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ACYOA Juniors gathered over Columbus Day weekend at St. Leon Armenian Church of Fair Lawn, NJ, for their annual Sports Weekend. The parish hosted 285 participants from 17 parishes across the Diocese. With the theme of “Rise Hye, Live, Thrive” echoing throughout the weekend, participants treasured their time together through worship, sports, and fellowship.

The Rev. Fr. Diran Bohajian, pastor of St. Leon, and event co-chairs Serda Belekdanian and Diane Zoraian worked alongside dedicated community members to ensure the success of the weekend. Events were held at the church’s Charles and Grace Pinajian Youth Center, and participants were housed with local families.

Kathryn Ashbahian, of the Diocesan Youth and Young Adult Ministries department, was present throughout the weekend and offered an encouraging message during morning service before the kids broke off to play their Saturday games. Once the sports concluded for the day, participants headed home for dinner with their host family before heading to a Hollywood-inspired social and dance.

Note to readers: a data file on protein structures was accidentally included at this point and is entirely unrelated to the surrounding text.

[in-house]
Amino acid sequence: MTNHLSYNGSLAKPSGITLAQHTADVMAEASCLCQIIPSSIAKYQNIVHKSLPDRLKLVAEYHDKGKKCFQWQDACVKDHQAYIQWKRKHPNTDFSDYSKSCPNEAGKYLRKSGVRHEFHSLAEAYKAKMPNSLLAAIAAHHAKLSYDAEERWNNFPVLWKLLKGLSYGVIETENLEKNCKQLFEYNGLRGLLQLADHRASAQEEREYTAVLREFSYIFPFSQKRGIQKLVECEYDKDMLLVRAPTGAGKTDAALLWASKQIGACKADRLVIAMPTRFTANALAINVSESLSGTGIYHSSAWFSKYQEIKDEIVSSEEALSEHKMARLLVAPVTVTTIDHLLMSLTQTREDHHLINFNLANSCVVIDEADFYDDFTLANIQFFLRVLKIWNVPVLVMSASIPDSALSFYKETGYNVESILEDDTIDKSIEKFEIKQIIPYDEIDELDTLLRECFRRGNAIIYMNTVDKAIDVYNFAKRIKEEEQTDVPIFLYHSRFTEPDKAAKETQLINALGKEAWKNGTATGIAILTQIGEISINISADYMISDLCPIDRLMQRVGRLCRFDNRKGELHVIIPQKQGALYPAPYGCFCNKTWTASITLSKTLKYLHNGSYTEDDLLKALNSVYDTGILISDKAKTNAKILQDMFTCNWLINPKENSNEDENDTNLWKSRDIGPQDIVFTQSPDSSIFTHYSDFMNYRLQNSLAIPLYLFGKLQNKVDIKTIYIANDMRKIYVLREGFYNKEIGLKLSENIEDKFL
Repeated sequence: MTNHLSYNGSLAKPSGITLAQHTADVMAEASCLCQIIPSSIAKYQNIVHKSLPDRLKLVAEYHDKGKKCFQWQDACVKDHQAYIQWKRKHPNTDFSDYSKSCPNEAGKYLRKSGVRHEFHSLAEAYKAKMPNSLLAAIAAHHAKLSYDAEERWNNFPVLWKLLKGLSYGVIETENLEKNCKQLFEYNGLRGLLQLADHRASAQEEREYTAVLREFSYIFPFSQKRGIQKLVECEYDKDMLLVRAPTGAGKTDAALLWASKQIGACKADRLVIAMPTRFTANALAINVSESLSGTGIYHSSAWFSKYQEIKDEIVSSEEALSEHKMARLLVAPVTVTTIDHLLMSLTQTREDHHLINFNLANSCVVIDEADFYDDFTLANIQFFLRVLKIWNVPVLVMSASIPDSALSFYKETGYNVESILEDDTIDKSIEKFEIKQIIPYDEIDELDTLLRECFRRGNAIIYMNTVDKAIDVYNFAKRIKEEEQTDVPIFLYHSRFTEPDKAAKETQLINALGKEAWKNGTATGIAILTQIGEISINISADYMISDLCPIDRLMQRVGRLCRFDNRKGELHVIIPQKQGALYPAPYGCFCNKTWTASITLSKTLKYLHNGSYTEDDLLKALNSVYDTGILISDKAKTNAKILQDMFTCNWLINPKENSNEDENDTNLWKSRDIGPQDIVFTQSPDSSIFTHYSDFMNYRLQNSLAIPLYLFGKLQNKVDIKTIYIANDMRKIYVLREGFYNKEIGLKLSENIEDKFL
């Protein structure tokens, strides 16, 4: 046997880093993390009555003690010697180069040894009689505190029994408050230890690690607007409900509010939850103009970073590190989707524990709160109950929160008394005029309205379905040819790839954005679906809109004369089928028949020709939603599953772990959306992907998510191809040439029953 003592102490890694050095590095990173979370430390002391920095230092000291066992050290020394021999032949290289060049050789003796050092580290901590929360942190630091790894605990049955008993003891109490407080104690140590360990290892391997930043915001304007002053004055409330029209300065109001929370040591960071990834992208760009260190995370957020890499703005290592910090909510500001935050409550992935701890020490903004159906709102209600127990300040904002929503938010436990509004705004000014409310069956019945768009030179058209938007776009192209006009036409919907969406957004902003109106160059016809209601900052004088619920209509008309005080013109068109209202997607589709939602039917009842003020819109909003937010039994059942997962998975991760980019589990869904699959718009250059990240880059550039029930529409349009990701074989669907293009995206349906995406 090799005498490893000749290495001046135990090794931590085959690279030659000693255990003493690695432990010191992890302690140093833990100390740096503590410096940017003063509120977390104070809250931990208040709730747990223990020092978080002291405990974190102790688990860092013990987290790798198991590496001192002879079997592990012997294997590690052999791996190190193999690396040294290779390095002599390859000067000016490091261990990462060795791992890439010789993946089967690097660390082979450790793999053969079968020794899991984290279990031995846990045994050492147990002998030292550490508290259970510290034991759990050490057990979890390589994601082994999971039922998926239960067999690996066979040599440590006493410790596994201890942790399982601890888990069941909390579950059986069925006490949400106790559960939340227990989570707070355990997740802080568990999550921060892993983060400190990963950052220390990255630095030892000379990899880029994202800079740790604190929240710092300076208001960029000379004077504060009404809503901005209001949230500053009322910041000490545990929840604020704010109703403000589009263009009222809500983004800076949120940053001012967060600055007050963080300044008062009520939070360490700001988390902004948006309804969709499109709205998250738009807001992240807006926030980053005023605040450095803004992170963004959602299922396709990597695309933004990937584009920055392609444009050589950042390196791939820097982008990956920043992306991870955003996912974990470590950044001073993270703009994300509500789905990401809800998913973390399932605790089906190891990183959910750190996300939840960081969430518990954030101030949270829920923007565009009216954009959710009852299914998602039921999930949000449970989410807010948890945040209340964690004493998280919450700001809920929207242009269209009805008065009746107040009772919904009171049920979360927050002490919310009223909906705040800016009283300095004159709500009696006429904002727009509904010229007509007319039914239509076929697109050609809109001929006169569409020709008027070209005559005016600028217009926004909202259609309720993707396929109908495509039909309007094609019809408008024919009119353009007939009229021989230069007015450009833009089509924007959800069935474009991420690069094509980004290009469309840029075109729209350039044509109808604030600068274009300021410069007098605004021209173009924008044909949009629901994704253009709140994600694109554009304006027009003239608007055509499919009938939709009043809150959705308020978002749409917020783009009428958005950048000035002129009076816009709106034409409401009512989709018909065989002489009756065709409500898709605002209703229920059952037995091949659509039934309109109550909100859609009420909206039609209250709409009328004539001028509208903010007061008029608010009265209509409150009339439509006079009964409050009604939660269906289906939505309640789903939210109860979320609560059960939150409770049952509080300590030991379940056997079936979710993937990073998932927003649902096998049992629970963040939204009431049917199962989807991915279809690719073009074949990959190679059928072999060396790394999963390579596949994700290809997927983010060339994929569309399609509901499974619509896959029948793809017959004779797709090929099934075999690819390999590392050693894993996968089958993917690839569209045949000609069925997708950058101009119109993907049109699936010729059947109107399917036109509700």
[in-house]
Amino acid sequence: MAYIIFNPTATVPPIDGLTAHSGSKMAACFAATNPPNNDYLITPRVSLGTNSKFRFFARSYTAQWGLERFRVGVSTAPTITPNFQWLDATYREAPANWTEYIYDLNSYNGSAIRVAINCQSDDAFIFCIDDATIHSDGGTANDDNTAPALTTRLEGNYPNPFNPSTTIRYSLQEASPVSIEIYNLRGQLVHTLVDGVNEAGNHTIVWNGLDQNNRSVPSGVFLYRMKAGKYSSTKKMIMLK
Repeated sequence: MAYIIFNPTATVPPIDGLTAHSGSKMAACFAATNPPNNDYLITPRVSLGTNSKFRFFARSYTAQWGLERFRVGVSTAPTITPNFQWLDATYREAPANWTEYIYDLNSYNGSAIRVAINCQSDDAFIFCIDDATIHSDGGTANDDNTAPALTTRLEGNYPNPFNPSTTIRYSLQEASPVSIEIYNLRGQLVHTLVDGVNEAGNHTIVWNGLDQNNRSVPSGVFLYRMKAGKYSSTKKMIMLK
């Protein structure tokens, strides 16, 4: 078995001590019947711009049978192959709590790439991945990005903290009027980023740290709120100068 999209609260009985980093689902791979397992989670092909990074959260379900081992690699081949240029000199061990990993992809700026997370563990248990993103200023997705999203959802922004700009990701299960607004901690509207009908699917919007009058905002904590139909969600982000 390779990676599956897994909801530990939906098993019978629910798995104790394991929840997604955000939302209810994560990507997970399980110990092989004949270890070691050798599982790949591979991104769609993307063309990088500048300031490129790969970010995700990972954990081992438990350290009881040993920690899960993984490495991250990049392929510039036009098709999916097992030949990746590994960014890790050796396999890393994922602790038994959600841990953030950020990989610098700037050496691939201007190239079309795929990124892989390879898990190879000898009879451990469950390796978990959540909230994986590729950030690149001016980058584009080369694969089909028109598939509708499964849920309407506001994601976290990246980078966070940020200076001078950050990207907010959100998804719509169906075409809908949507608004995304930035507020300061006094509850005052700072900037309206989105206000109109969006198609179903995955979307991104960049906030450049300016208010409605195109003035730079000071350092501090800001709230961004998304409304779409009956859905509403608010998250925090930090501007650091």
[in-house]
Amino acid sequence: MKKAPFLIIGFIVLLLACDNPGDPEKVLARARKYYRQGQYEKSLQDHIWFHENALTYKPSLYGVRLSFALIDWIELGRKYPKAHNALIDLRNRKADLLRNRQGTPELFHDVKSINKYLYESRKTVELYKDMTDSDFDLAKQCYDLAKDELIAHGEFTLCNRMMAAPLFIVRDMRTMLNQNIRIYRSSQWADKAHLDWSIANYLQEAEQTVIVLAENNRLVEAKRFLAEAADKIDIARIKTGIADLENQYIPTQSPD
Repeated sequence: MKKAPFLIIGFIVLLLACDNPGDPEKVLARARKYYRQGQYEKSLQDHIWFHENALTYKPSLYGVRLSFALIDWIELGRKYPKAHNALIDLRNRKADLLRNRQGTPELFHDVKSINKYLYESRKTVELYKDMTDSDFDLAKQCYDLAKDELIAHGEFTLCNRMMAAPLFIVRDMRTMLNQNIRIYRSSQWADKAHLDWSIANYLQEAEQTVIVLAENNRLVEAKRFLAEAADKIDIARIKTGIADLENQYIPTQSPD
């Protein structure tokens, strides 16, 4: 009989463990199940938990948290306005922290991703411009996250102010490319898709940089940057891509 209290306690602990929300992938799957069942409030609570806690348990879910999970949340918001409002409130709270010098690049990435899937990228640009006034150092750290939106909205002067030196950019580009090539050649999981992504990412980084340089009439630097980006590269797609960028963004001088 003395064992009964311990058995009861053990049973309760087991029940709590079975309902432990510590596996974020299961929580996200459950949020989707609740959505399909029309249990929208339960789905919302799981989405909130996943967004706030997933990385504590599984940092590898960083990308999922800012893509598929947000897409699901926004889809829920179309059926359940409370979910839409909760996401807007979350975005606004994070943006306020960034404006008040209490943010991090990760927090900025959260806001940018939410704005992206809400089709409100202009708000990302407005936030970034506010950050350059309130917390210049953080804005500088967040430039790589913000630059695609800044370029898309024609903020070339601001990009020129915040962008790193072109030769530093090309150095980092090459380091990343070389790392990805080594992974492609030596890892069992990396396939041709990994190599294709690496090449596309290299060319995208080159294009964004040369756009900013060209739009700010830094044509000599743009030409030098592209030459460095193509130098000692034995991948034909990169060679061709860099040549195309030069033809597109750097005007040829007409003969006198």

As part of a service project for the weekend, participants came loaded with items to donate for those who have experienced the devastation of the recent hurricane season. The ACYOA Juniors were asked to collect baby wipes, diapers, flashlights and batteries to donate to the “Empire State Relief Recovery Effort for Puerto Rico.” JetBlue Airlines will fly the items to Puerto Rico for distribution to those who need it most.

On Sunday, Fr. Bohajian celebrated the Divine Liturgy, and the church pews were happily packed with the weekend’s participants and parishioners. After finishing their final sports and games competitions, participants gathered at St. Leon Church for an awards ceremony and Hawaiian-themed banquet, where they danced to Armenian and American music. On Monday morning, everyone gathered for a farewell breakfast before heading back home.

AWARDS:

Advanced Chess:
1. Garo Amerkanian, St. Thomas, Tenafly, NJ
2. Jacob Naroian, St. James, Watertown, MA

Beginner Chess:
1. Armen Dervishian, St. Sahag & St. Mesrob, Wynnewood, PA
2. Michael Connors, Holy Resurrection, New Britain, CT

Advanced Tavloo:
1. Chris Kapikian, St. Sahag & St. Mesrob, Wynnewood, PA
2. Jack Dadian, St. Leon, Fair Lawn, NJ

Beginner Tavloo:
1. Taline Janikian, St. Leon, Fair Lawn, NJ
2. Alina Kouzouian, Holy Trinity, Cambridge, MA